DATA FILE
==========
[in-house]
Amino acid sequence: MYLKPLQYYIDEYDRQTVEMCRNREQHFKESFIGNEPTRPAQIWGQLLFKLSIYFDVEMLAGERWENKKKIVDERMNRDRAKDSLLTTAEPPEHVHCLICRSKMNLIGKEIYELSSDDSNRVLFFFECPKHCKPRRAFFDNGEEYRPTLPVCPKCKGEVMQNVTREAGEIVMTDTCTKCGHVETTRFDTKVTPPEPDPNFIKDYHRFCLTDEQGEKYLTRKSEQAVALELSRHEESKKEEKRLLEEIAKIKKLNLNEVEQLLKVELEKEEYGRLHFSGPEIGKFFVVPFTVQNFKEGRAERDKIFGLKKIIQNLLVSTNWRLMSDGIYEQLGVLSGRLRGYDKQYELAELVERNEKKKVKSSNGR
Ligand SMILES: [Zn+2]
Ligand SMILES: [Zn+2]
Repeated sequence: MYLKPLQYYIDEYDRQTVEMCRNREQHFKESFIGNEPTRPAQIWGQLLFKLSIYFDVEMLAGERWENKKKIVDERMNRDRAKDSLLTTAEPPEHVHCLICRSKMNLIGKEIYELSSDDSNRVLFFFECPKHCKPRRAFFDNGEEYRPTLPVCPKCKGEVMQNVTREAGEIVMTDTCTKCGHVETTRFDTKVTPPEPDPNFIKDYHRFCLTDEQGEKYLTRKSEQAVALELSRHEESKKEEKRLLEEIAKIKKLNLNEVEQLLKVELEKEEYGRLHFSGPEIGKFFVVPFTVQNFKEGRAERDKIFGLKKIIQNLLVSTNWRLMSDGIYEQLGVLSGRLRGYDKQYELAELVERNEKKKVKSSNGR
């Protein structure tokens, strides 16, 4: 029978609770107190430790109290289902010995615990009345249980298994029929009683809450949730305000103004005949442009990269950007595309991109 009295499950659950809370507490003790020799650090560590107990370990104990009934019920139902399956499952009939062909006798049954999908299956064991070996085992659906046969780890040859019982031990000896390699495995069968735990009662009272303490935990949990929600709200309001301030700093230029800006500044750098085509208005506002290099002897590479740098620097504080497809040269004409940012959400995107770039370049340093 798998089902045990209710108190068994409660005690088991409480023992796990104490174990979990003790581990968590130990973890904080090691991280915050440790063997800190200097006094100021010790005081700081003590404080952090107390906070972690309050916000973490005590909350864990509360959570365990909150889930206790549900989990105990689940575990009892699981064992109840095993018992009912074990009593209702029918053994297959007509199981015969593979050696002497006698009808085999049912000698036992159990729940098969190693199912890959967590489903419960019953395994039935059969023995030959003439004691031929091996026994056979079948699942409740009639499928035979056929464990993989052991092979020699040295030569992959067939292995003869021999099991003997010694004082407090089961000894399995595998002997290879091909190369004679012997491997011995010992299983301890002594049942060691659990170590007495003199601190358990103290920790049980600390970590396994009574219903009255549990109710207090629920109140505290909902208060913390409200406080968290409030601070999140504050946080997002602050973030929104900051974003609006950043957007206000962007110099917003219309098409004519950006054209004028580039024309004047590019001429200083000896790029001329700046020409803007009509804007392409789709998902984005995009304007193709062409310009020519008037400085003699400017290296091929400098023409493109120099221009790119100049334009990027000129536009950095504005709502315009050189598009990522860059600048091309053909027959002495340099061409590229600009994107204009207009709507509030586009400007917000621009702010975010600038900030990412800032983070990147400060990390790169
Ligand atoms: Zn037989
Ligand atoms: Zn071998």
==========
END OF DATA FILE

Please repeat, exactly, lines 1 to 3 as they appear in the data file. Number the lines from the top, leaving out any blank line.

[in-house]
Amino acid sequence: MYLKPLQYYIDEYDRQTVEMCRNREQHFKESFIGNEPTRPAQIWGQLLFKLSIYFDVEMLAGERWENKKKIVDERMNRDRAKDSLLTTAEPPEHVHCLICRSKMNLIGKEIYELSSDDSNRVLFFFECPKHCKPRRAFFDNGEEYRPTLPVCPKCKGEVMQNVTREAGEIVMTDTCTKCGHVETTRFDTKVTPPEPDPNFIKDYHRFCLTDEQGEKYLTRKSEQAVALELSRHEESKKEEKRLLEEIAKIKKLNLNEVEQLLKVELEKEEYGRLHFSGPEIGKFFVVPFTVQNFKEGRAERDKIFGLKKIIQNLLVSTNWRLMSDGIYEQLGVLSGRLRGYDKQYELAELVERNEKKKVKSSNGR
Ligand SMILES: [Zn+2]